Schiff back in House

PASADENA — Tuesday’s election turned up victories for incumbents in Glendale-Burbank-area U.S. Congressional District races, while nationally the Democratic party took control of the House of Representatives.

Democratic gains in the legislature have widely been attributed to voter dissatisfaction with the policies of the Republican administration, notably the state of the war in Iraq.

Rep. Adam Schiff, a Democrat who represents parts of Glendale and Burbank, sustained his early election-night lead on Tuesday, securing 63.7% of the votes at the final tally.

At his victory party Schiff reminisced with his supporters about his election to the State Senate 10 years ago, when the Democratic Party took control of the senate. After that election, the Pasadena Star Weekly ran a headline, “There’s a new party in town,” he said.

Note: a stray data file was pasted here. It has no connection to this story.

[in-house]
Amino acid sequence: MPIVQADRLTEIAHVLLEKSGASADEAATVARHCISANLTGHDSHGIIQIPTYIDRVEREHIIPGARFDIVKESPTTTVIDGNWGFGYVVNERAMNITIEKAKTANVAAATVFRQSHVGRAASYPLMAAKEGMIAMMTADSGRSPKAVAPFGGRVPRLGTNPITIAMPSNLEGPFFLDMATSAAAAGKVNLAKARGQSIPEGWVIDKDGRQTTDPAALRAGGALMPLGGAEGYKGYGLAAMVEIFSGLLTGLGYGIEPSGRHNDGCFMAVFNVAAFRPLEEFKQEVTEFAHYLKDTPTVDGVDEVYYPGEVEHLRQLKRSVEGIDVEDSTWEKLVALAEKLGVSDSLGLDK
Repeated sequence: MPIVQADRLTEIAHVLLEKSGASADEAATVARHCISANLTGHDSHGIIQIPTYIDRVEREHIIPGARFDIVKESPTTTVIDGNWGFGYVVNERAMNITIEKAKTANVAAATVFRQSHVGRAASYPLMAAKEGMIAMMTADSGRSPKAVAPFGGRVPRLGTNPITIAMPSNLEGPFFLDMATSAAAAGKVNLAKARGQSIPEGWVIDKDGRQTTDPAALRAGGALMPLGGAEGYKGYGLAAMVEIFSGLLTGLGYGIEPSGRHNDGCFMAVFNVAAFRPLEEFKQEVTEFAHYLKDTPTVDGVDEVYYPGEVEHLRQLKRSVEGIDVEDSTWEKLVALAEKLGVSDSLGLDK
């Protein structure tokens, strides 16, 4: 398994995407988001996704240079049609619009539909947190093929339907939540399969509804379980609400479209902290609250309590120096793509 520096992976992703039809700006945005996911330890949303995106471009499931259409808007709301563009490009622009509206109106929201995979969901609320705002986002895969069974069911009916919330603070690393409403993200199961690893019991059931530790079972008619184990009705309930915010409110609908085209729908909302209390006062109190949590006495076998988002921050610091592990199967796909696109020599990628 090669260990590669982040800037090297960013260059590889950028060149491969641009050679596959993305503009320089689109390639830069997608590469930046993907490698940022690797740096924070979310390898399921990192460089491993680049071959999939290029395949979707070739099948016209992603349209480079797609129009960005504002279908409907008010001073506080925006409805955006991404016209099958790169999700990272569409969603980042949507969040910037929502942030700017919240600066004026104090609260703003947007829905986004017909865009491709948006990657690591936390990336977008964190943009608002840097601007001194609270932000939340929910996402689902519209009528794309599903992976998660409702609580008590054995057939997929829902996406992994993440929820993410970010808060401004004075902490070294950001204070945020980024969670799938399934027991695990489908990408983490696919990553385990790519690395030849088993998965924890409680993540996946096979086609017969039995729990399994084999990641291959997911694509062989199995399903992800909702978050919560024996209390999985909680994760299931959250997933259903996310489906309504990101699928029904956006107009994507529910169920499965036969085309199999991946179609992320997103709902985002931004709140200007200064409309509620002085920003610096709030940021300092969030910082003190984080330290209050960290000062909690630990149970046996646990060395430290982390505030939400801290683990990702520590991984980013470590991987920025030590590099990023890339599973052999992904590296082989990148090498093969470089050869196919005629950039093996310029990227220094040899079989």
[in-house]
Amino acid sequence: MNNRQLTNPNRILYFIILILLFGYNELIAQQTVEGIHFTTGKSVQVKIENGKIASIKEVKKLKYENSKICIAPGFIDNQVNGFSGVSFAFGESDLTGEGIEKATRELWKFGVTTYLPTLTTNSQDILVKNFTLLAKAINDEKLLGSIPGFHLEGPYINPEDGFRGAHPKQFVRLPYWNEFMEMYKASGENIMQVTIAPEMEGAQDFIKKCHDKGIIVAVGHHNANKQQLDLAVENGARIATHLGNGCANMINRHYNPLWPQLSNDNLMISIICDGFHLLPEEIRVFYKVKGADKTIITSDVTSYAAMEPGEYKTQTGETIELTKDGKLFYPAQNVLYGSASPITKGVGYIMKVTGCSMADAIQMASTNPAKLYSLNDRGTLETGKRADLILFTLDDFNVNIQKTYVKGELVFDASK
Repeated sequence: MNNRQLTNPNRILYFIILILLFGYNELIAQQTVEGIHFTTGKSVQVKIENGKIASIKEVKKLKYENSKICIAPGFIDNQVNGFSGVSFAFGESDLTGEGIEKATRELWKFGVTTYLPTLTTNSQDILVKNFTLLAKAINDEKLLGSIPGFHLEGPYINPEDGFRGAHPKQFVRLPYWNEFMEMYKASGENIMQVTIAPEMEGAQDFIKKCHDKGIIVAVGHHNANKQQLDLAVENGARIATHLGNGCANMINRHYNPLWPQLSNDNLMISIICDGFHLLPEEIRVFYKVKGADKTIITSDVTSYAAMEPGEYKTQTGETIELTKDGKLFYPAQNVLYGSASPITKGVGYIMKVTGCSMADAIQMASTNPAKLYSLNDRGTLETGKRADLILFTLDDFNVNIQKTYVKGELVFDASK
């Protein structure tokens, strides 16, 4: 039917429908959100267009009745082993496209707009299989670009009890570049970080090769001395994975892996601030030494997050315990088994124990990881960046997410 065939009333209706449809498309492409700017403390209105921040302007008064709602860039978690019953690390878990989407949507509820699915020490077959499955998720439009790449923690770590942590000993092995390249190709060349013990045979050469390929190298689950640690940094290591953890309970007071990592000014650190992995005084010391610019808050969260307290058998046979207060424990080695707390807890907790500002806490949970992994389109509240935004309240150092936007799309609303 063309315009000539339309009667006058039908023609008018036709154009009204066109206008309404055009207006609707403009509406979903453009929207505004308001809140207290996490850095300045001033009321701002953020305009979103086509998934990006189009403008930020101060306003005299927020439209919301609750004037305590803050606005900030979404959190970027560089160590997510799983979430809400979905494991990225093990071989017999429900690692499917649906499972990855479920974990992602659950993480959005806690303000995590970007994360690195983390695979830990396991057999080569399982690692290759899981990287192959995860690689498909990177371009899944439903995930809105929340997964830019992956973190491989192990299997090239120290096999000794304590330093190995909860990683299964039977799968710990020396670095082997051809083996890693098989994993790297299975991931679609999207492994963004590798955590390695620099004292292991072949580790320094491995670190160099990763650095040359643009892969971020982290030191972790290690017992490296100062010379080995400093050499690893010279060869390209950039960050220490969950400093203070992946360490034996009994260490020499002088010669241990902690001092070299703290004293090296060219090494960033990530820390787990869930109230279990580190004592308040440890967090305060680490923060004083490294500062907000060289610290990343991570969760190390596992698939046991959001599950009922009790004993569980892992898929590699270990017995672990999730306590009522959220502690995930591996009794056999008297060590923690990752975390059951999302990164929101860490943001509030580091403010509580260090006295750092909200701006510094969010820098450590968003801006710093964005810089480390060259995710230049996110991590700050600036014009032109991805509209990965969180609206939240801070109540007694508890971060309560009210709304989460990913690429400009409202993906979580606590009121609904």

“Maybe in the Washington papers tomorrow there’ll be that same headline,” he said Tuesday night. “It looks like the long wandering in the wilderness has come to an end.”

Schiff pledged to push for a change in direction in the war in Iraq.

Republican challenger William Bodell came in second at the polls with 27.6% of the vote, followed by Green Party candidate William Paparian, who received 5.4%.

Libertarian Jim Keller had a 1.5% return and Lynda Llamas, the Peace and Freedom Party candidate, took 1.8% of the vote.


Rep. Brad Sherman, also an incumbent, won the 27th District race with 69% of the vote. Republican challenger Peter Hankwitz, the only openly gay U.S. Congressional hopeful, finished with 31% of the vote.

With the Democrats taking control of Congress, Sherman’s victory will make him chairman of the subcommittee on terrorism and nonproliferation.

“Being in the majority is a lot better than being in the minority,” he said Tuesday from the Democratic Party Headquarters in Van Nuys.

The Democratic gains picked up in Congress, projected to be 29 seats, gives the party control of the House for the first time in 12 years.

Party officials say that Representative Nancy Pelosi, a Democrat from San Francisco, will likely become speaker of the house, the first female speaker in U.S. history.